A STRESS-relief toy called the ‘fidget spinner’ has taken school playgrounds by storm in recent months, dominating the Amazon bestseller lists and attracting the ire of teachers across the UK.
While much has been made of the fidget spinner’s mainstream popularity (stores are struggling to keep up with demand and trick videos attract millions views on YouTube), it
was initially conceived as a tool for children with ADHD to release nervous energy and cope with anxiety.
Now one designer has developed a version for adults, using her own experience
with anxiety to craft a collection of sleek and sophisticated jewellery that has been ergonomically designed for fidgety fingers to relieve stress.
The collection was curated in partnership with East London arts charity Arts for All, which offers creative therapy sessions to help people beat stress and build confidence through artistic endeavours. A portion of profits from the sales will be donated to the charity.
Alongside ‘Cure for the Itch’ are April Black’s calming, nature-inspired hand-turned wooden vessels inspired by her work with Scottish mental health group Greenbuds, and Annmarie Ruscoe’s porcelain figures that combines neuroscience and ceramics to depict the beauty within a person, despite having a chaotically imbalanced mind.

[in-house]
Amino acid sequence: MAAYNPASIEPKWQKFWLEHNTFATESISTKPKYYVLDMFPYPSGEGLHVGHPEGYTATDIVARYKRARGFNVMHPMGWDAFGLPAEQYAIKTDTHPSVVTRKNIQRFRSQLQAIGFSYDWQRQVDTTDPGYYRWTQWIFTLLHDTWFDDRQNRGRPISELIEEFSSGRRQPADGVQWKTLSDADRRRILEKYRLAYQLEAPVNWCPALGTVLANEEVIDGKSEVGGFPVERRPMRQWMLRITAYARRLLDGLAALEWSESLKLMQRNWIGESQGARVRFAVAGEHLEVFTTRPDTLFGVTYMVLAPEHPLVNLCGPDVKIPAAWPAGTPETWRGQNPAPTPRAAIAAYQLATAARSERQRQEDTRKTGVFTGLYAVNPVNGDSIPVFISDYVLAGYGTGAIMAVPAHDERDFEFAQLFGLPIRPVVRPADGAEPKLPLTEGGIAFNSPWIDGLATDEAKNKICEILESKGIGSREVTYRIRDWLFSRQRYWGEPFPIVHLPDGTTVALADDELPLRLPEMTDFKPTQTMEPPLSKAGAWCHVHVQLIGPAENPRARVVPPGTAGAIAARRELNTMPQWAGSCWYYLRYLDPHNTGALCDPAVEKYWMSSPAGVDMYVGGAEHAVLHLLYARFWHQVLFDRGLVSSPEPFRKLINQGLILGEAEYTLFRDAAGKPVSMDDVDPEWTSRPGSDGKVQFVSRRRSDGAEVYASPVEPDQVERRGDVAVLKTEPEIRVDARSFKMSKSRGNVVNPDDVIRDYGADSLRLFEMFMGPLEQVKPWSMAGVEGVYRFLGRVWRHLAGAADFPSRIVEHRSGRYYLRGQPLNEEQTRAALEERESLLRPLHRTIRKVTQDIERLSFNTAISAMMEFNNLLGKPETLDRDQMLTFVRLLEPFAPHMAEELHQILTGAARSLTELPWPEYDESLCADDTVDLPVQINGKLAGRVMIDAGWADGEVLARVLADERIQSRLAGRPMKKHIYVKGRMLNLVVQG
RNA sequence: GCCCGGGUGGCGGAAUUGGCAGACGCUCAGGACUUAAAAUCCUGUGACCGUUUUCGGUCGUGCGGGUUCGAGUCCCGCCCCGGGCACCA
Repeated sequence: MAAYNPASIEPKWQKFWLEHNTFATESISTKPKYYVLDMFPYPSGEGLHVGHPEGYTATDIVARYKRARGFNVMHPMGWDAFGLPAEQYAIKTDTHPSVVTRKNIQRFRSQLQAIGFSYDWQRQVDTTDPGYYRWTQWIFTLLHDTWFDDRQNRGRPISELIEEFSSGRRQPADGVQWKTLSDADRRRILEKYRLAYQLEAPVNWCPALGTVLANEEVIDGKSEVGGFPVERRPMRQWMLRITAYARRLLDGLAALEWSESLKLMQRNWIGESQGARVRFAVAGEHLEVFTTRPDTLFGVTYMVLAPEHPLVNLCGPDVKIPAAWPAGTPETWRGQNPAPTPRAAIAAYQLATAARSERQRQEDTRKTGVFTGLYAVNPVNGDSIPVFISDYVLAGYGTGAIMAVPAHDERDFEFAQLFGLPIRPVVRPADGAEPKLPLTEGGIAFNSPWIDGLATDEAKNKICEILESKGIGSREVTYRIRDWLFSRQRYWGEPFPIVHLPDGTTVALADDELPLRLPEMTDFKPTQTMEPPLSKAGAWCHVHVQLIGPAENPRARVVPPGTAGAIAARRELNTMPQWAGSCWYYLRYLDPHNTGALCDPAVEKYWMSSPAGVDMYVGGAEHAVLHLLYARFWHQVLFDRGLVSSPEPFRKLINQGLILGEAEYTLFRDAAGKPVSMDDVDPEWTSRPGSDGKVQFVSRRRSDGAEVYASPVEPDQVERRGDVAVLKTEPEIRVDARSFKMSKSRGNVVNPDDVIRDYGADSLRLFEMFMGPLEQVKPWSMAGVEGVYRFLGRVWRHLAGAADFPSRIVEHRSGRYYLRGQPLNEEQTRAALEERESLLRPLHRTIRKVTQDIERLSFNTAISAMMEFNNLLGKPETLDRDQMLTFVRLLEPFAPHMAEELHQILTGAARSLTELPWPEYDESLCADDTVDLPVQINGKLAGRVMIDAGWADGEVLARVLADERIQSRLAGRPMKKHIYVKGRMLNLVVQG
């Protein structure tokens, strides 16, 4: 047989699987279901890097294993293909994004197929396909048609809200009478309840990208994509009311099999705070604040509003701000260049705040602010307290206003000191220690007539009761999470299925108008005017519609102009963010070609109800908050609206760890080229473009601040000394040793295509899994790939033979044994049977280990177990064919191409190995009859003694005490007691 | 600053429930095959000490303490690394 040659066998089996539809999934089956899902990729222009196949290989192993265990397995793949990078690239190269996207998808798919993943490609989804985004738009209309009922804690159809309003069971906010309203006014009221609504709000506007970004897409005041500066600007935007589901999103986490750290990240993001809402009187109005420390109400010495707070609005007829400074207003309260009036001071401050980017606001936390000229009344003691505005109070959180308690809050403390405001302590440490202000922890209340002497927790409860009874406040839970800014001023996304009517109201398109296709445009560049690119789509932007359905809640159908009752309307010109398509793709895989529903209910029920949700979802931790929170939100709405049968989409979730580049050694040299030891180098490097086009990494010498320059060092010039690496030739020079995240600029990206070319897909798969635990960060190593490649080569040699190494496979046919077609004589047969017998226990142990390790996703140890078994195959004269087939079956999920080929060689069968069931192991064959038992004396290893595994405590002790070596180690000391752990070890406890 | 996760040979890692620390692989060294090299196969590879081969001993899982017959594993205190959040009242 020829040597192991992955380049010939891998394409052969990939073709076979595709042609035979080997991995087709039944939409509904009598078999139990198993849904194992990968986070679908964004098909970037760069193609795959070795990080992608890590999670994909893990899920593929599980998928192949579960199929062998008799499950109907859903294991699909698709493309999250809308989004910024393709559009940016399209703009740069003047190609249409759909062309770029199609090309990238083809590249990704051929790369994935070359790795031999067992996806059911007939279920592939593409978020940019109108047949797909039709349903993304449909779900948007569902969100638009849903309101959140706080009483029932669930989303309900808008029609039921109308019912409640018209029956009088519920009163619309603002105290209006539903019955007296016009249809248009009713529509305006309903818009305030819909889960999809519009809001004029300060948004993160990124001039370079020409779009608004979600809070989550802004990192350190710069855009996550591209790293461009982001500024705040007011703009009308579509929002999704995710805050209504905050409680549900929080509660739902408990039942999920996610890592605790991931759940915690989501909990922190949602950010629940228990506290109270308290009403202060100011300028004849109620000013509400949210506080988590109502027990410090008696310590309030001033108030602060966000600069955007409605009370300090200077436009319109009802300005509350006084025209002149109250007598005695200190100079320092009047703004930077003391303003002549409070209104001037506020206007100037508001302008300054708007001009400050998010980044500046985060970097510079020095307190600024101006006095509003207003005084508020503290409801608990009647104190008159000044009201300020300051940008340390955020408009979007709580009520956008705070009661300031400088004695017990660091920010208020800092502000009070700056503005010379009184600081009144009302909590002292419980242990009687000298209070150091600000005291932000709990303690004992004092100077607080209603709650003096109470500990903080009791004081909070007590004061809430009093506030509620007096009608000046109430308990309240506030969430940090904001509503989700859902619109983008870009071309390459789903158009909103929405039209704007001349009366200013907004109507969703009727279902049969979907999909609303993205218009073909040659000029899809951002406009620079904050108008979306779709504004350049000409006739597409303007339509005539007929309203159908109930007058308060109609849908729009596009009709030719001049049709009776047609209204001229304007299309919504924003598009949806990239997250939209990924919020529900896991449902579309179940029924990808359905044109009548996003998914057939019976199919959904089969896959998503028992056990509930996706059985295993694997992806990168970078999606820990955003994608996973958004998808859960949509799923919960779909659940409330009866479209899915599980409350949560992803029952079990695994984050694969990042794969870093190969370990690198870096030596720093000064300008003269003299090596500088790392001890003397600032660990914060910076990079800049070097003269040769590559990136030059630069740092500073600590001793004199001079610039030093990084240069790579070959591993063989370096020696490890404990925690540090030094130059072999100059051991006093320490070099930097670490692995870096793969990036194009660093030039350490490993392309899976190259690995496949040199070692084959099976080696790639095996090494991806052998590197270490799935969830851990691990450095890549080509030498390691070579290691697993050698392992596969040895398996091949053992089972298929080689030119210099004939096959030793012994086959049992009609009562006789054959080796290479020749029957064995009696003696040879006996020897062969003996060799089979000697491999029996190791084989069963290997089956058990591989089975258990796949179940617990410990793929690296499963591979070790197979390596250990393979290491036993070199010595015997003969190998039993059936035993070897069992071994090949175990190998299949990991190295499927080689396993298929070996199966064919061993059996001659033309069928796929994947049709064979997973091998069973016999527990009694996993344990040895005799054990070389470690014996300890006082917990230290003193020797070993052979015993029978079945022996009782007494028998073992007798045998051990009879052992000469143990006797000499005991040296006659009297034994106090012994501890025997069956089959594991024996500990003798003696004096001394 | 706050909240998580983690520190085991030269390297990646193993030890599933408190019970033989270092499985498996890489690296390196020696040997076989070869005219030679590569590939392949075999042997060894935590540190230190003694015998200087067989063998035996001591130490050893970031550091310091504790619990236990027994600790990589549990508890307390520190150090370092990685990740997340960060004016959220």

Charlotte says she was inspired to create helpful solutions for some of the habits formed through mental illness to help try to break the stigmas surrounding the subject that she had experienced first-hand before seeking solace through artistic expression at school.
“The truth is that despite it’s prevalence, many people aren’t willing to accept this side of themselves for fear of being labelled as inferior, and are unlikely to seek help or speak about it publicly,” she says.
“Whether struggling with severe anxious disorders or dealing with the stresses of everyday life, the majority of us have developed natural, in-built coping mechanisms, many of which we utilise on a daily basis without even noticing.
“I spent my final year observing and analysing these behaviours, in others and myself, with the aim of creating something sincere, something useful and most importantly, something still aesthetically desirable.”
Charlotte drew inspiration from religious and meditative tools such as worry/prayer beads and boading balls, but wanted to bring their form and function into the 21st century.
Among the designs is an 18ct gold plated brass cigarette style packet brooch containing fiddling sticks of ebony, brass and ash-filled resin, and an ebony ring with a spinning gold top designed to satisfy urges (pictured).
“Cure For The Itch focuses on making a difficult part of our psyches easier to live with, whether you identify as ill or not,” she says.
“I handmake each and every piece to create jewellery that is not just useful, but also stylish, elegant and luxurious to use with pride.”